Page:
TWITTER IS celebrating the anniversary of William Shakespeare's death by taking on the infinite monkeys and infinite typewriter challenge at the Globe theatre in London using a typewriter and a thing called Word for Word.
While we thought that the Globe would rather see this idea pursued off screen by a bear, it is actually backing the plans, and celebrated the non-monkey experiment on Twitter.
The Twitter experiment will be a lot cleaner than the simian-based version, we presume, involving fewer bananas and less opportunity to throw poo.
"Emile Borel's infinite monkey theorem suggests a monkey hitting keys at random on a typewriter keyboard for an infinite amount of time will almost surely type a given text...such as the complete works of William Shakespeare for example. Whilst that remains to be proven, here at Twitter we're putting a modern day twist on the idea - challenging a Twitter typewriter to source Tweets in real time in order to replicate the Bard's works," wrote Julia White, who appears to be head of media partnerships at Twitter.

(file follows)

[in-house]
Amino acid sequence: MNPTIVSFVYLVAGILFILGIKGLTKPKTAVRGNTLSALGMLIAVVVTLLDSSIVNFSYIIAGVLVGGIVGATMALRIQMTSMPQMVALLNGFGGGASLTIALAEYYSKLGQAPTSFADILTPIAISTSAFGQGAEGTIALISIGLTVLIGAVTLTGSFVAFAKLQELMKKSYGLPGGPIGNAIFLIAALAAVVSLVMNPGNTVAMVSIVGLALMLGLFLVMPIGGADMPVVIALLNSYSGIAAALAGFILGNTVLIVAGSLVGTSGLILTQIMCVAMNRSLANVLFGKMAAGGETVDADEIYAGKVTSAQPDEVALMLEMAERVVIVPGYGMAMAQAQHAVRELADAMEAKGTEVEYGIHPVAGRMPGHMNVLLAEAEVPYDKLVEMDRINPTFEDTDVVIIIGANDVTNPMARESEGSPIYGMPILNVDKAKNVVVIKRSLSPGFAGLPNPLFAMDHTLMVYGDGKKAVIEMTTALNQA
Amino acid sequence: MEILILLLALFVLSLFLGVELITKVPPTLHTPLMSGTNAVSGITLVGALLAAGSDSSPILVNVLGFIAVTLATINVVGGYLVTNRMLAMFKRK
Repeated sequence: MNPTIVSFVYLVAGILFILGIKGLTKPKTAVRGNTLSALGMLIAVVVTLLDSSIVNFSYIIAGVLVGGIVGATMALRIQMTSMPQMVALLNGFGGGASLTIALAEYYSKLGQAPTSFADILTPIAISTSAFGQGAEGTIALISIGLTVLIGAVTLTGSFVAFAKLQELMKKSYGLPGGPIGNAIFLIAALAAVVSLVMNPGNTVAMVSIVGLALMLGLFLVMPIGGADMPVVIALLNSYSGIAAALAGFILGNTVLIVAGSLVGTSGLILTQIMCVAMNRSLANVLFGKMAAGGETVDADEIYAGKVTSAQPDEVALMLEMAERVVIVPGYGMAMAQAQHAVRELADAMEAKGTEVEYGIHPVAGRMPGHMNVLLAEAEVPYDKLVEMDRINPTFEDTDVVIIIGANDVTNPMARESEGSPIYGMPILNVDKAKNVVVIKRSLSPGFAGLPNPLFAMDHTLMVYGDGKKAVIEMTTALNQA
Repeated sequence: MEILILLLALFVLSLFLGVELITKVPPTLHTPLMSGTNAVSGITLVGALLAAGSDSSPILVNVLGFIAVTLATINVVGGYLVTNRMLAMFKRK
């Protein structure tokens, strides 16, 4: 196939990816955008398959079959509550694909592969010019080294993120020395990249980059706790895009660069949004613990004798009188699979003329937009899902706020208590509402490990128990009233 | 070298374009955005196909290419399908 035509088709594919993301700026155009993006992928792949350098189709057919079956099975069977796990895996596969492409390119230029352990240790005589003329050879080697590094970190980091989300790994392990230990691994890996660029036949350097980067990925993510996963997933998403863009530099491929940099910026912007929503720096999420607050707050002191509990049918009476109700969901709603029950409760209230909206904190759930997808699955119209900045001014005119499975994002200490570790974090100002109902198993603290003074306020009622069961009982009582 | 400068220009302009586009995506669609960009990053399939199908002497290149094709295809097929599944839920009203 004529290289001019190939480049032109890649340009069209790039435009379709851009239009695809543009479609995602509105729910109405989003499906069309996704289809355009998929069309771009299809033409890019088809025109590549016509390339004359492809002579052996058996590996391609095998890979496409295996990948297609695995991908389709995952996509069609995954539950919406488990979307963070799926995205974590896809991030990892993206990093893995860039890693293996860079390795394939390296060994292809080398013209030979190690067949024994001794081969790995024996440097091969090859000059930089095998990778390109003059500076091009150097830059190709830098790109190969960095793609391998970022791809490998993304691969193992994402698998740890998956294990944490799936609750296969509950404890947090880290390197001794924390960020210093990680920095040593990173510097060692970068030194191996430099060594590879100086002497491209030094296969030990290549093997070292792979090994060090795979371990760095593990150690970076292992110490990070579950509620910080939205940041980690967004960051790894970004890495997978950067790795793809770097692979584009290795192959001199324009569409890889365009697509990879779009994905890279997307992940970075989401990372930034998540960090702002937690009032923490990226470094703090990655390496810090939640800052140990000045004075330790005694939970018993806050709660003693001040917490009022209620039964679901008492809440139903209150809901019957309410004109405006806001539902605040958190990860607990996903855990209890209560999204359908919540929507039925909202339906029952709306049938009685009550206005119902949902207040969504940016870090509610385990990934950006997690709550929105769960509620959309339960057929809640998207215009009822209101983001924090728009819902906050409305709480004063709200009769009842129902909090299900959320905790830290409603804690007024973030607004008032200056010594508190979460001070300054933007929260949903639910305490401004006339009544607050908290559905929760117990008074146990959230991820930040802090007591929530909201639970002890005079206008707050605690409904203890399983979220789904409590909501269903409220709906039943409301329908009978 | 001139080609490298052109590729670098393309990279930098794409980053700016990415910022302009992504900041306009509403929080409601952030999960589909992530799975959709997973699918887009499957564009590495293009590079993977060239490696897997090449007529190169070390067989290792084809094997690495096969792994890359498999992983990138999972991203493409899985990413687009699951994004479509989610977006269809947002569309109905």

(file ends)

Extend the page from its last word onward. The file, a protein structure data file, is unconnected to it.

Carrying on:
"Working in partnership with the Globe theatre, the machine will be stationed in the foyer of the world famous Elizabethan playhouse from May 5."
Of course the stupid machine will not be able to do this all on its own, and when it falls at a word hurdle meaty, human people will be called in to assist in the completion of the text.
"Over a period of months, live Tweets will be sourced until the Complete Works, including all 37 plays and 154 sonnets, have been gradually revealed. The typewriter will stop when it cannot find the next word - at which point, the public will be asked to help out by tweeting it themselves, using the hashtag #TheCompleteTweets," added White.
"The ‘Word by Word' typewriter, which was conceptualised by Hiveworks and created by Pixie Labs for Twitter has been brought back to life to celebrate #Shakespeare400. The display includes the typewriter and a screen showing the manuscript in progress, working from the W.W. Norton definitive version of the text. Visitors can also see the play title, word count, the percentage of the work completed so far and the next word required, allowing them to follow along in real time." µ
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